Posted in picture books

If there was ever a timely book… King of Boredom

King of Boredom, by Ilaria Guarducci, (Apr. 2020, Schiffer Kids), $14.99, ISBN: 9780764359743

Ages 5-8

Pale, thin Ben is a kid who never enjoyed himself. His favorite color is light gray, he likes plain white pasta, he doesn’t really do a whole heck of a lot, and no matter what his parents do, he’s just bored. He pronounces himself the Supreme King of Boredom, locks himself in his room… and decides to make himself a throne. And if you make a throne, you should really have a castle, right? As the Supreme King of Boredom, Ben adds onto his empire, aided by a cardboard box, scissors, some buttons and thread, and the toys in his room. He even takes a lovely queen, who pledges to be bored with him forever. WAIT! Is that… a slight smile?

Who doesn’t have a King (or Queen) or Boredom at home these days? Ben is incredibly relatable to kids stuck indoors and BOOOOOOOORED, and those kids who just don’t know what to do to NOT be bored. The dramatic pronouncement of Supreme King of Boredom is all Ben needed to spark his creativity: he’s got a cardboard box, some supplies, and – whether he realizes it or not – a little bit of imagination. At once a fun book on making and a boredom buster, King of Boredom is a smart summer reading choice for kids who need a little push in the right direction. Colorful artwork, with a taciturn Ben in the center of it all, makes for a fun read. Grab some cardboard, some paper, tape, and glue, and see what you and your Boredom Royalty can create together.


Just to clarify, King of Boredom – as with most of the books I read and write about here – was provided to me for free by Schiffer in exchange for a review. I haven’t added this disclaimer in the past, but I want to make sure I’m FTC complaint, so I’ll be tacking a little boilerplate at the bottom of future reviews going forward. Thanks, all!


Posted in picture books

Blog Tour and Giveaway: Spiky, by Ilaria Guarducci

Spiky, by Ilaria Guarducci/Translated by Laura Watkinson,
(June 2019, Amazon Crossing Kids), $17.99, ISBN: 9781542040433
Ages 4-8

If you haven’t checked out Ilaria Guarducci’s book, Spiky, now is the time. Originally published in Italian as Thorny, Spiky is one of the first titles published through Amazon’s imprint for kids’ books in translation, Amazon Crossing Kids. It’s the story of a bully who learns to become a little less… prickly, and open himself up to friendship, and it’s got some good entry points for a discussion.

Librarians! If anyone’s heading to ALA this year, Amazon is giving away copies of Spiky and the other Amazon Crossing Kids titles! Stop by Booth #1362 for a look at the giveaways and book signings!

Want a chance at winning your own copy of Spiky? Check out this Rafflecopter giveaway!

Ilaria Guarducci studied at Accademia Nemo, in Florence. She illustrated her first book, A Ride with Aliens, for Camelozampa in 2012. After that, she published with Fatatrac (Giunti Group) and several other Italian and foreign publishers. She has also written and illustrated Mr Moustache’s Amazing Machines, and Whatabore!, and her books are translated in eight languages.



Posted in picture books, Preschool Reads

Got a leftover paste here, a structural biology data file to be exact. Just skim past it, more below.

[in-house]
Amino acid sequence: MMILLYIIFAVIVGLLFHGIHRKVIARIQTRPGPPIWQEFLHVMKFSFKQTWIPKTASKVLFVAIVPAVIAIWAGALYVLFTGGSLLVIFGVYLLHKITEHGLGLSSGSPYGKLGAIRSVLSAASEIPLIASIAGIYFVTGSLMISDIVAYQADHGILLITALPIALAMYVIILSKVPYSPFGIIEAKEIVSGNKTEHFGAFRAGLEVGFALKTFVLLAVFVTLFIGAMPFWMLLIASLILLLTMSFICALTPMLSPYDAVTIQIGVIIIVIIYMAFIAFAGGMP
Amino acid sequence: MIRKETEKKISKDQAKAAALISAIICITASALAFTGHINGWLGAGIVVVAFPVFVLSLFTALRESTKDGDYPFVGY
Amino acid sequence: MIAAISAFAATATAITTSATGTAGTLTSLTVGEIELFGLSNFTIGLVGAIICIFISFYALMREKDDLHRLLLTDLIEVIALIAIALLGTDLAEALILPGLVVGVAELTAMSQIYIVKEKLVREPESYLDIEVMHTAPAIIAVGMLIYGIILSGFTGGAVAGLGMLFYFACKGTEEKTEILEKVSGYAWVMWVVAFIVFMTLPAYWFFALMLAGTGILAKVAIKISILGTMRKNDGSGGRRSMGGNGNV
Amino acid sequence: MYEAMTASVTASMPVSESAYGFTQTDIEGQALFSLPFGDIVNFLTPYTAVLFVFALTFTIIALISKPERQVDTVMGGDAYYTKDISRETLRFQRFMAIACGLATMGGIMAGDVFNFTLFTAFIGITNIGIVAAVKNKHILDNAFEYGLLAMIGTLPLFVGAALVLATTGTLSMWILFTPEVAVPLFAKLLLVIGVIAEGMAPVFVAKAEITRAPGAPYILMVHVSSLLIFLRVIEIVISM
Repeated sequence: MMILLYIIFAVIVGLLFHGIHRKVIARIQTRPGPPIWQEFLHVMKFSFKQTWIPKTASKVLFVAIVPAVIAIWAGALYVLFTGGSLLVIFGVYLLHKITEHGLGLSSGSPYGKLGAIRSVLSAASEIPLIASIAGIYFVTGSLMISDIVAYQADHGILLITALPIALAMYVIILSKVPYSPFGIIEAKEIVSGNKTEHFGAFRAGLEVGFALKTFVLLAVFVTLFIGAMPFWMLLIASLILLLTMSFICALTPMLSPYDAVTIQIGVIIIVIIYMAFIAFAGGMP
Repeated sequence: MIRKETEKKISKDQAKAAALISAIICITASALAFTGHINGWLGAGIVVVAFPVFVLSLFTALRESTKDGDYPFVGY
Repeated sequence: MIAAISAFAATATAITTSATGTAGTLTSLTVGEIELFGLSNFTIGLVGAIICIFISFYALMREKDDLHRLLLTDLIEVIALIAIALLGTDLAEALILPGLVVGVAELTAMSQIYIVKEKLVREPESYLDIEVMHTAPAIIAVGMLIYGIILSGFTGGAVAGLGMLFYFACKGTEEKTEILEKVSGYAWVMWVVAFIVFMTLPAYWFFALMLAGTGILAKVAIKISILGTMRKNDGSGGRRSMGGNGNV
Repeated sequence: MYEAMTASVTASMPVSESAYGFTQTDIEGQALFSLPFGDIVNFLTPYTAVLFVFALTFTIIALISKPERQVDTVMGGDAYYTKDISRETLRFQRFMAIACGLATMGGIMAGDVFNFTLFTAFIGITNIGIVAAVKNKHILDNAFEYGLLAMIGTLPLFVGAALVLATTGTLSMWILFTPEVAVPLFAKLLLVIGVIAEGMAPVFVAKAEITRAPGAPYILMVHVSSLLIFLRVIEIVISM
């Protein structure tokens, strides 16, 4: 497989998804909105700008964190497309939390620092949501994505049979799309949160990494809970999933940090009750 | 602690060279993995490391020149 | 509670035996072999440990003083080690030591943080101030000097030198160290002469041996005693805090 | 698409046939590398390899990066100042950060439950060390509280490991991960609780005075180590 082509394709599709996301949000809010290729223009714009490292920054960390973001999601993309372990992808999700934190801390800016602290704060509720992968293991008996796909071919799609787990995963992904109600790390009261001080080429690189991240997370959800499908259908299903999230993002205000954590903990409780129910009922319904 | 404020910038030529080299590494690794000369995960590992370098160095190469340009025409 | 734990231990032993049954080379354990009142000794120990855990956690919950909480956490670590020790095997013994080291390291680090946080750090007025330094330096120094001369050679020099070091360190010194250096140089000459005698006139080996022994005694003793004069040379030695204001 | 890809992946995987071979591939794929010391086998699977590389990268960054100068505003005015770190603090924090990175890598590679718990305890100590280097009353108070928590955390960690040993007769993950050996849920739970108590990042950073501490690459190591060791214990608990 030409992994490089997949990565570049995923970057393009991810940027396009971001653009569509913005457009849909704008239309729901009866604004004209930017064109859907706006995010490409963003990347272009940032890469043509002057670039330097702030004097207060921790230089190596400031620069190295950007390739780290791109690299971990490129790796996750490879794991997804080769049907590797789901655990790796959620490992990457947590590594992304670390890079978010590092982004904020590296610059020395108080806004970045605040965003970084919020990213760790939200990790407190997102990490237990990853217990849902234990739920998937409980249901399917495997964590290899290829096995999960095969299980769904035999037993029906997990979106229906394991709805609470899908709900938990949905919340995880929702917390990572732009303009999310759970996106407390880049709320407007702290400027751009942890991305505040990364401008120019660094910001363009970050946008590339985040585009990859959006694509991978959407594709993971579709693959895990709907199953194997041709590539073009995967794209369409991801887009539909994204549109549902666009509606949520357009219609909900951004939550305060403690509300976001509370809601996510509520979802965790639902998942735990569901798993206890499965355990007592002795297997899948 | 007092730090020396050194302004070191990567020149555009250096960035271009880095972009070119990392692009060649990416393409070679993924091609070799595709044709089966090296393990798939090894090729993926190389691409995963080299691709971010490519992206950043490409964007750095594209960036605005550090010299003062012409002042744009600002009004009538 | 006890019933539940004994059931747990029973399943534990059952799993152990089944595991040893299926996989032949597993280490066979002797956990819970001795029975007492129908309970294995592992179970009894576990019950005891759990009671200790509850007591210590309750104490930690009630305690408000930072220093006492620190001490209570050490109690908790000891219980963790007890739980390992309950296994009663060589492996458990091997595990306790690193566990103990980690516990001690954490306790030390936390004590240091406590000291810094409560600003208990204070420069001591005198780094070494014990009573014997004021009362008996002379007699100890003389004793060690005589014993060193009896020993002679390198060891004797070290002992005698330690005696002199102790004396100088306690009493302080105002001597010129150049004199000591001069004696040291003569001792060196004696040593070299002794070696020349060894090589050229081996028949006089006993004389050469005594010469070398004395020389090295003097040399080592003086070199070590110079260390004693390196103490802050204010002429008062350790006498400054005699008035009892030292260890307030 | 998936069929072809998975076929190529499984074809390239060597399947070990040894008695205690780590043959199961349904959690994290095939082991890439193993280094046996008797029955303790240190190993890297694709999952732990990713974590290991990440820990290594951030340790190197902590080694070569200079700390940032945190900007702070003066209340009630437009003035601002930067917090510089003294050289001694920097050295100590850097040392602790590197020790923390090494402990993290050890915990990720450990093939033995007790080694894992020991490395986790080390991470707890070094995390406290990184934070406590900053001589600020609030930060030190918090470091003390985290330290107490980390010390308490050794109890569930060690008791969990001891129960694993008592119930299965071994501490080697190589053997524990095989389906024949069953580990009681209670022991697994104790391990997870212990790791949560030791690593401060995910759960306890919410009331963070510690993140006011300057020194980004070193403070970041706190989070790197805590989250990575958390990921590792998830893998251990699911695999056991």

Can friendship can make Spiky less prickly?

Spiky, by Ilaria Guarducci/Translated by Laura Watkinson, (June 2019, Amazon Crossing Kids), $17.99, ISBN: 9781542040433

Ages 4-8

Spiky is one of the new books from Amazon’s new imprint, Amazon Crossing Kids, publishing children’s books in translation. Originally published in Italian, Spiky tells the story of a rather prickly fellow named Spiky. He’s brown and covered with spikes, and he’s a big bully. His spikes keep everyone around him at arm’s length, and he just revels in being mean; he pulls the wings off butterflies, he puts birds in glass jars, and he pokes holes in snail shells, all for the sake of being mean. But one day, his spikes start falling out. Before he knows it, Spiky is now a big, pink, spikeless marshmallow who isn’t scary at all. How the tables have turned! Bernardo, a kind bunny, befriends Spiky and shows him how nice it is to be surrounded by friends, especially when there are no spikes to stand between them. Eventually, Spiky’s spikes come back and he begins to re-embrace the Bad Side, but his heart just isn’t in it anymore. Bernardo still sees his friend under all those spikes, and that kind gesture is all Spiky needs to realize that feeling good is pretty darn awesome.

Spiky is a sweet story about a bully who changes his ways and the difference having one good friend can make. Spiky is raised to be mean – the story even notes that his father sends him to “the best school for badness in the whole country” – giving readers a heads-up, particularly us grown-ups, that children learn what they live. Raised and encouraged to be mean, Spiky’s badness runs unchecked until he finds himself in a vulnerable position. From here, Bernardo the bunny comes in and nudges the story into a sweet one of redemption and friendship, leading Spiky down a very different, upbeat path by showing him kindness.

A cute story for storytime, and offers some good moments for discussion with preschoolers to second graders. Ilaria Guarducci’s Facebook page also offers some adorable Spiky artwork that you can have your kiddos easily create: get some brown (and pink) construction paper, a box of toothpicks, some glue, and voila!

See more of Ilaria Guarducci’s artwork at her blog.